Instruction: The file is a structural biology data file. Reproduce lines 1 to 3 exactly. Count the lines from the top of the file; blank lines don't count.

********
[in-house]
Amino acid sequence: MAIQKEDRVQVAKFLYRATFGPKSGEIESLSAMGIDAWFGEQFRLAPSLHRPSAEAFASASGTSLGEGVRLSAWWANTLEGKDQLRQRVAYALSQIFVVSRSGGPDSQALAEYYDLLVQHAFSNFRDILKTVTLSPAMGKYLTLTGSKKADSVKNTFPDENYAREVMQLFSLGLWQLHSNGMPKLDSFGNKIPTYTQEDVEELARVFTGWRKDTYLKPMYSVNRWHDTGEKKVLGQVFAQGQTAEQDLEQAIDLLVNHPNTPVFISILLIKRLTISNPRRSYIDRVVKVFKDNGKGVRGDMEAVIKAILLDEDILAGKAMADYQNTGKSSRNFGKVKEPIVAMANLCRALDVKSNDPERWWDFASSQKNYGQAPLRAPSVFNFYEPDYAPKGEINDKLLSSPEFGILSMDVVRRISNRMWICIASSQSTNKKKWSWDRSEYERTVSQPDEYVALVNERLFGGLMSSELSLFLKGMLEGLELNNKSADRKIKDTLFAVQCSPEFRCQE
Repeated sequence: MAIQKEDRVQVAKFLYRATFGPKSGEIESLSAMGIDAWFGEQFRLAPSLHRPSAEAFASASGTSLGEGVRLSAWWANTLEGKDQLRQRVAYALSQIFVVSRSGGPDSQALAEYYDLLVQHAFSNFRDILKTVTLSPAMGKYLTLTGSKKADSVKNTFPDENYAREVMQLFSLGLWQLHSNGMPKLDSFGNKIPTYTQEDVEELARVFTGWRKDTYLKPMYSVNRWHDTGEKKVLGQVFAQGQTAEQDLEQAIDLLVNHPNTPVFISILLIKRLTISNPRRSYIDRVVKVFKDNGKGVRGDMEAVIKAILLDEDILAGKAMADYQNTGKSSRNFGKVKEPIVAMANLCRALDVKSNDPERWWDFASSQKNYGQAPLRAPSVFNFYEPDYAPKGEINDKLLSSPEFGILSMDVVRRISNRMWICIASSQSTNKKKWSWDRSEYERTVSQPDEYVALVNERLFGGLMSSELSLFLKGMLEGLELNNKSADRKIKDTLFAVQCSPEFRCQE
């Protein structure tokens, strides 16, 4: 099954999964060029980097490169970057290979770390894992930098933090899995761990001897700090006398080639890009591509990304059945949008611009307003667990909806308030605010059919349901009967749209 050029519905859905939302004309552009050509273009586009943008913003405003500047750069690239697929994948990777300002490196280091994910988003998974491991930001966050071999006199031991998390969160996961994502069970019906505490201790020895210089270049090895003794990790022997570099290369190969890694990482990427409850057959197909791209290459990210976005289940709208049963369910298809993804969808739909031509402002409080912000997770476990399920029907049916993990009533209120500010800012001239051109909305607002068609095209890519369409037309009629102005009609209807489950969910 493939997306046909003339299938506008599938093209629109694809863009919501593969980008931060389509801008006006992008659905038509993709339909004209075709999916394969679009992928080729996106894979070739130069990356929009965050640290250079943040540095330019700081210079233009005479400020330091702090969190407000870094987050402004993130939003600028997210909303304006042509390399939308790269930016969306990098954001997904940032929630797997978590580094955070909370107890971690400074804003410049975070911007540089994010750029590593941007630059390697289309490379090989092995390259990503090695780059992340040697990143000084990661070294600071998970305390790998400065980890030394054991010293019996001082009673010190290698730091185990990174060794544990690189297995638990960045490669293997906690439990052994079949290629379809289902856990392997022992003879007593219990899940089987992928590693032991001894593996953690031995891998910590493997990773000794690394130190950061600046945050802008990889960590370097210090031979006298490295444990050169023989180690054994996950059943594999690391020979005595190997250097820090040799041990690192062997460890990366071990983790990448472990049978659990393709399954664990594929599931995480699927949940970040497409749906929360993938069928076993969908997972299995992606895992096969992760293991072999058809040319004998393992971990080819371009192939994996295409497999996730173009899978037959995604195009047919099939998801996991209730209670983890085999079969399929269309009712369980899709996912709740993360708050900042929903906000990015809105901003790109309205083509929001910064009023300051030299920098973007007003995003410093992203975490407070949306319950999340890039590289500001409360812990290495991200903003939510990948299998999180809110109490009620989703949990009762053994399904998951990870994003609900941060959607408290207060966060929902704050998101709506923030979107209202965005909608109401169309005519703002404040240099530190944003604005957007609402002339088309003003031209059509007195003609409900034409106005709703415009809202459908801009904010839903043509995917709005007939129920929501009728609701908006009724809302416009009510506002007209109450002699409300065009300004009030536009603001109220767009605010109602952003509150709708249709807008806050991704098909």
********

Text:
[in-house]
Amino acid sequence: MAIQKEDRVQVAKFLYRATFGPKSGEIESLSAMGIDAWFGEQFRLAPSLHRPSAEAFASASGTSLGEGVRLSAWWANTLEGKDQLRQRVAYALSQIFVVSRSGGPDSQALAEYYDLLVQHAFSNFRDILKTVTLSPAMGKYLTLTGSKKADSVKNTFPDENYAREVMQLFSLGLWQLHSNGMPKLDSFGNKIPTYTQEDVEELARVFTGWRKDTYLKPMYSVNRWHDTGEKKVLGQVFAQGQTAEQDLEQAIDLLVNHPNTPVFISILLIKRLTISNPRRSYIDRVVKVFKDNGKGVRGDMEAVIKAILLDEDILAGKAMADYQNTGKSSRNFGKVKEPIVAMANLCRALDVKSNDPERWWDFASSQKNYGQAPLRAPSVFNFYEPDYAPKGEINDKLLSSPEFGILSMDVVRRISNRMWICIASSQSTNKKKWSWDRSEYERTVSQPDEYVALVNERLFGGLMSSELSLFLKGMLEGLELNNKSADRKIKDTLFAVQCSPEFRCQE
Repeated sequence: MAIQKEDRVQVAKFLYRATFGPKSGEIESLSAMGIDAWFGEQFRLAPSLHRPSAEAFASASGTSLGEGVRLSAWWANTLEGKDQLRQRVAYALSQIFVVSRSGGPDSQALAEYYDLLVQHAFSNFRDILKTVTLSPAMGKYLTLTGSKKADSVKNTFPDENYAREVMQLFSLGLWQLHSNGMPKLDSFGNKIPTYTQEDVEELARVFTGWRKDTYLKPMYSVNRWHDTGEKKVLGQVFAQGQTAEQDLEQAIDLLVNHPNTPVFISILLIKRLTISNPRRSYIDRVVKVFKDNGKGVRGDMEAVIKAILLDEDILAGKAMADYQNTGKSSRNFGKVKEPIVAMANLCRALDVKSNDPERWWDFASSQKNYGQAPLRAPSVFNFYEPDYAPKGEINDKLLSSPEFGILSMDVVRRISNRMWICIASSQSTNKKKWSWDRSEYERTVSQPDEYVALVNERLFGGLMSSELSLFLKGMLEGLELNNKSADRKIKDTLFAVQCSPEFRCQE